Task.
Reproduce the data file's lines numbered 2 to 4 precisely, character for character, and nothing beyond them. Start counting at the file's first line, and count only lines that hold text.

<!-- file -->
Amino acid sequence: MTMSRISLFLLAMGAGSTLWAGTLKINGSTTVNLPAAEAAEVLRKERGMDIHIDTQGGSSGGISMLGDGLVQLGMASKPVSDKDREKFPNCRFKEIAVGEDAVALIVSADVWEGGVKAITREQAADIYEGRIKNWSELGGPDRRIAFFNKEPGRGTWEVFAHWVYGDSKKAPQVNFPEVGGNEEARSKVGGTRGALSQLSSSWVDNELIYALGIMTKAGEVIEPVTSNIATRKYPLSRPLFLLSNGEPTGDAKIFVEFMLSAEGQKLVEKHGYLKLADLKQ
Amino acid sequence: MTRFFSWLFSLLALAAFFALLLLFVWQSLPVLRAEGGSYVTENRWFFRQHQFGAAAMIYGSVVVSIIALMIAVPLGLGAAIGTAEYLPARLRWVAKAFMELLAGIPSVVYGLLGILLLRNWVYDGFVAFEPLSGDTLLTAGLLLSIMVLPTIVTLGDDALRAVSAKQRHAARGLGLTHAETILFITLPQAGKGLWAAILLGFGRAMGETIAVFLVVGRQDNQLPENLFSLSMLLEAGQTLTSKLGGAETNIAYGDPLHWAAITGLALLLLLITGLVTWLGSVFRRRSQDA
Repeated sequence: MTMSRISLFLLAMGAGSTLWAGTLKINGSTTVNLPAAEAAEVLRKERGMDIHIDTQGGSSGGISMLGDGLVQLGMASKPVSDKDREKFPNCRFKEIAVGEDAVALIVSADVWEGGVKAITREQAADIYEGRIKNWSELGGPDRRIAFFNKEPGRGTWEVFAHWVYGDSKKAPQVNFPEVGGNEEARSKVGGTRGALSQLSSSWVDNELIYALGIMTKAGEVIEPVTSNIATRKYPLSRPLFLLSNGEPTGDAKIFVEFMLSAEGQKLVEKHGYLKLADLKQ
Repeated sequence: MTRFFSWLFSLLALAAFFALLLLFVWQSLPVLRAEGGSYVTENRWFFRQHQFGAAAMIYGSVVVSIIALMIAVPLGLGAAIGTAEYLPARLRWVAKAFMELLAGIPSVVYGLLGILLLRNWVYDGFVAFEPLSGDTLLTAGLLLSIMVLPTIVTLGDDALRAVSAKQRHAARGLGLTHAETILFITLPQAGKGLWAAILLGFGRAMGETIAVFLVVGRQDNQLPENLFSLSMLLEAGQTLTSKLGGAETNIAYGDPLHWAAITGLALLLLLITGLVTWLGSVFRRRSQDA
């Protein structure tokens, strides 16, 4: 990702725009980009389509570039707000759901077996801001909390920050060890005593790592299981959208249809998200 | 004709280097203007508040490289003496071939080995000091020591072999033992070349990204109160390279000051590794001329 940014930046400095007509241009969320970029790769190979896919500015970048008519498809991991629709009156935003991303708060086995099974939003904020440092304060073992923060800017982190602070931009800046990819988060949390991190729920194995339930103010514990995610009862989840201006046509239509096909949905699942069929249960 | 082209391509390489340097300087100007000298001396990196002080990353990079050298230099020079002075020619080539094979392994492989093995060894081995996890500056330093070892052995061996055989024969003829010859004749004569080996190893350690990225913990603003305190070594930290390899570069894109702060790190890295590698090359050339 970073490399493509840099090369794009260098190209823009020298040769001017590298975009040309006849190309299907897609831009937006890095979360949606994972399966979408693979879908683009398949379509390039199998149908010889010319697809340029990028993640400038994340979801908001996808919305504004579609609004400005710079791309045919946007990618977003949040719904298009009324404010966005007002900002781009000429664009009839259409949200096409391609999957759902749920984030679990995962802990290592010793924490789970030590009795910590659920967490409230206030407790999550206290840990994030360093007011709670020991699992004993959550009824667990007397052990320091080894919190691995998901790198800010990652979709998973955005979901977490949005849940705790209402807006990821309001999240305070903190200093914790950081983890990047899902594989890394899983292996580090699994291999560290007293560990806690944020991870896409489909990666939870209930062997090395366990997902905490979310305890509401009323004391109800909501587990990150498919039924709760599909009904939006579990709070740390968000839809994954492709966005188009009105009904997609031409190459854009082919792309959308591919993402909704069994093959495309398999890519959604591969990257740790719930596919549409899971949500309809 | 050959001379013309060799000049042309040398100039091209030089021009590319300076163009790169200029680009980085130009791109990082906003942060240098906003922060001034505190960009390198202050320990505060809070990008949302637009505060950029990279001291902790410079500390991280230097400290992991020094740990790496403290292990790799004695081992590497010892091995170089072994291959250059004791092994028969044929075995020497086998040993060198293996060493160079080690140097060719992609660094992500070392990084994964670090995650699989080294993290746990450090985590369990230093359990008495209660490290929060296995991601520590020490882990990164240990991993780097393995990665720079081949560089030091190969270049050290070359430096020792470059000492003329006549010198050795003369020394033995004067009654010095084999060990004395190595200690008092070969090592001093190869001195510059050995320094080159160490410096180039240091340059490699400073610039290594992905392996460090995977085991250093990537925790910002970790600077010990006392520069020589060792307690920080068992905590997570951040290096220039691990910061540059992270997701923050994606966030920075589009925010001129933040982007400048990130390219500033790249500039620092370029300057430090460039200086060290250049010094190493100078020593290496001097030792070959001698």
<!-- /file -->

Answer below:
Amino acid sequence: MTRFFSWLFSLLALAAFFALLLLFVWQSLPVLRAEGGSYVTENRWFFRQHQFGAAAMIYGSVVVSIIALMIAVPLGLGAAIGTAEYLPARLRWVAKAFMELLAGIPSVVYGLLGILLLRNWVYDGFVAFEPLSGDTLLTAGLLLSIMVLPTIVTLGDDALRAVSAKQRHAARGLGLTHAETILFITLPQAGKGLWAAILLGFGRAMGETIAVFLVVGRQDNQLPENLFSLSMLLEAGQTLTSKLGGAETNIAYGDPLHWAAITGLALLLLLITGLVTWLGSVFRRRSQDA
Repeated sequence: MTMSRISLFLLAMGAGSTLWAGTLKINGSTTVNLPAAEAAEVLRKERGMDIHIDTQGGSSGGISMLGDGLVQLGMASKPVSDKDREKFPNCRFKEIAVGEDAVALIVSADVWEGGVKAITREQAADIYEGRIKNWSELGGPDRRIAFFNKEPGRGTWEVFAHWVYGDSKKAPQVNFPEVGGNEEARSKVGGTRGALSQLSSSWVDNELIYALGIMTKAGEVIEPVTSNIATRKYPLSRPLFLLSNGEPTGDAKIFVEFMLSAEGQKLVEKHGYLKLADLKQ
Repeated sequence: MTRFFSWLFSLLALAAFFALLLLFVWQSLPVLRAEGGSYVTENRWFFRQHQFGAAAMIYGSVVVSIIALMIAVPLGLGAAIGTAEYLPARLRWVAKAFMELLAGIPSVVYGLLGILLLRNWVYDGFVAFEPLSGDTLLTAGLLLSIMVLPTIVTLGDDALRAVSAKQRHAARGLGLTHAETILFITLPQAGKGLWAAILLGFGRAMGETIAVFLVVGRQDNQLPENLFSLSMLLEAGQTLTSKLGGAETNIAYGDPLHWAAITGLALLLLLITGLVTWLGSVFRRRSQDA